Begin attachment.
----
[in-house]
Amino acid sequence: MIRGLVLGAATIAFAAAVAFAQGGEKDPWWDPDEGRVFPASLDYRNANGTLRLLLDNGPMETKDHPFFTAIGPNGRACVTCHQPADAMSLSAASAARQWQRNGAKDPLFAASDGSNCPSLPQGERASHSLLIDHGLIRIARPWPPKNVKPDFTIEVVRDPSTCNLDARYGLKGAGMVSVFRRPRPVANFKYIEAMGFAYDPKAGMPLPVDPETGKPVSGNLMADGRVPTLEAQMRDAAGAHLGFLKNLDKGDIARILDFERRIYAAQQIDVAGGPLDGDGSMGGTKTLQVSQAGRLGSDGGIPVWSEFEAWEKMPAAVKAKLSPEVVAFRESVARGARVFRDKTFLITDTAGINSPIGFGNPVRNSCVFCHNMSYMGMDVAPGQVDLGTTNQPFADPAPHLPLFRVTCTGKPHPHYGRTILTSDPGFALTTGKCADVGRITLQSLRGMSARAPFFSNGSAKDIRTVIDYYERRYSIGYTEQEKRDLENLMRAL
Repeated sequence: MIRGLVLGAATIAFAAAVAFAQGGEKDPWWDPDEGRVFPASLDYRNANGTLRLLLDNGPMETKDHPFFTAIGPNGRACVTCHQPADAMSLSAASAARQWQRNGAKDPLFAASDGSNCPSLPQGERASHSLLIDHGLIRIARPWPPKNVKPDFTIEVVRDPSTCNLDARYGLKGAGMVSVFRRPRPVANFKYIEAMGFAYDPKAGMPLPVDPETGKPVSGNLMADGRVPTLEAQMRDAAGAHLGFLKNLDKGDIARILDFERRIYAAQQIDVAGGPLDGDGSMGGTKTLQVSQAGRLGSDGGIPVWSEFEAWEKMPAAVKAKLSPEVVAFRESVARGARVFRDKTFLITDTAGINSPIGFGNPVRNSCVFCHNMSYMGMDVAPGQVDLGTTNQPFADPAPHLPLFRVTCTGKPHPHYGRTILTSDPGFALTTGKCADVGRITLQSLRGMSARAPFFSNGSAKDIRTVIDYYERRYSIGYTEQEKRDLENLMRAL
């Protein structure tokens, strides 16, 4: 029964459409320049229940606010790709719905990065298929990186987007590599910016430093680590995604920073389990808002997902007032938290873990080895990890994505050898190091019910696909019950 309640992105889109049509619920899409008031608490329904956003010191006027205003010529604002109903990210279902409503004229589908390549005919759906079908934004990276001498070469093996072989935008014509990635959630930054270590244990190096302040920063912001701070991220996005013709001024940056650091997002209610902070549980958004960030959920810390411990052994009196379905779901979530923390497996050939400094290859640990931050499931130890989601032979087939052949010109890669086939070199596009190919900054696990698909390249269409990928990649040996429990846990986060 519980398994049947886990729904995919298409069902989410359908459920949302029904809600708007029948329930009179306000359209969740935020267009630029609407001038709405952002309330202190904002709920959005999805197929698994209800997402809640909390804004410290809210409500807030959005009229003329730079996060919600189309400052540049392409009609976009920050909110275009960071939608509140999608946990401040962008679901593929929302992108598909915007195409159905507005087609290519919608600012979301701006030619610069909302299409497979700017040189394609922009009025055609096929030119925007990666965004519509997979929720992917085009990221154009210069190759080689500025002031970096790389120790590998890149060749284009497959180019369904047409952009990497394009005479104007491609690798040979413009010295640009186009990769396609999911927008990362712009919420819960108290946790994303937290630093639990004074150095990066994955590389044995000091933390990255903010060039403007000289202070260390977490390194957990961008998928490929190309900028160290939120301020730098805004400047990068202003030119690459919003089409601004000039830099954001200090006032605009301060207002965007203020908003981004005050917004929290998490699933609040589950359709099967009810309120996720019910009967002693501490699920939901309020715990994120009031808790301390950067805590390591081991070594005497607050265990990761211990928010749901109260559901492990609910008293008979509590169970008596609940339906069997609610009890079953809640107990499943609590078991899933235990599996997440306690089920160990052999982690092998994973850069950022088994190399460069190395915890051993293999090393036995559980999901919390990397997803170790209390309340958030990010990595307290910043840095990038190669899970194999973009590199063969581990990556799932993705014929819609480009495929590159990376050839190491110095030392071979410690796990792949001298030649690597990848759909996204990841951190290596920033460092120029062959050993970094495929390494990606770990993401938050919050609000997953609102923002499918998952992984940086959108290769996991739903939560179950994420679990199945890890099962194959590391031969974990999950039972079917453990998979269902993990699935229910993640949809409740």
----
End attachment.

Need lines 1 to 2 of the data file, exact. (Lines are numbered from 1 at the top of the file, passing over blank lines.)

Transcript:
[in-house]
Amino acid sequence: MIRGLVLGAATIAFAAAVAFAQGGEKDPWWDPDEGRVFPASLDYRNANGTLRLLLDNGPMETKDHPFFTAIGPNGRACVTCHQPADAMSLSAASAARQWQRNGAKDPLFAASDGSNCPSLPQGERASHSLLIDHGLIRIARPWPPKNVKPDFTIEVVRDPSTCNLDARYGLKGAGMVSVFRRPRPVANFKYIEAMGFAYDPKAGMPLPVDPETGKPVSGNLMADGRVPTLEAQMRDAAGAHLGFLKNLDKGDIARILDFERRIYAAQQIDVAGGPLDGDGSMGGTKTLQVSQAGRLGSDGGIPVWSEFEAWEKMPAAVKAKLSPEVVAFRESVARGARVFRDKTFLITDTAGINSPIGFGNPVRNSCVFCHNMSYMGMDVAPGQVDLGTTNQPFADPAPHLPLFRVTCTGKPHPHYGRTILTSDPGFALTTGKCADVGRITLQSLRGMSARAPFFSNGSAKDIRTVIDYYERRYSIGYTEQEKRDLENLMRAL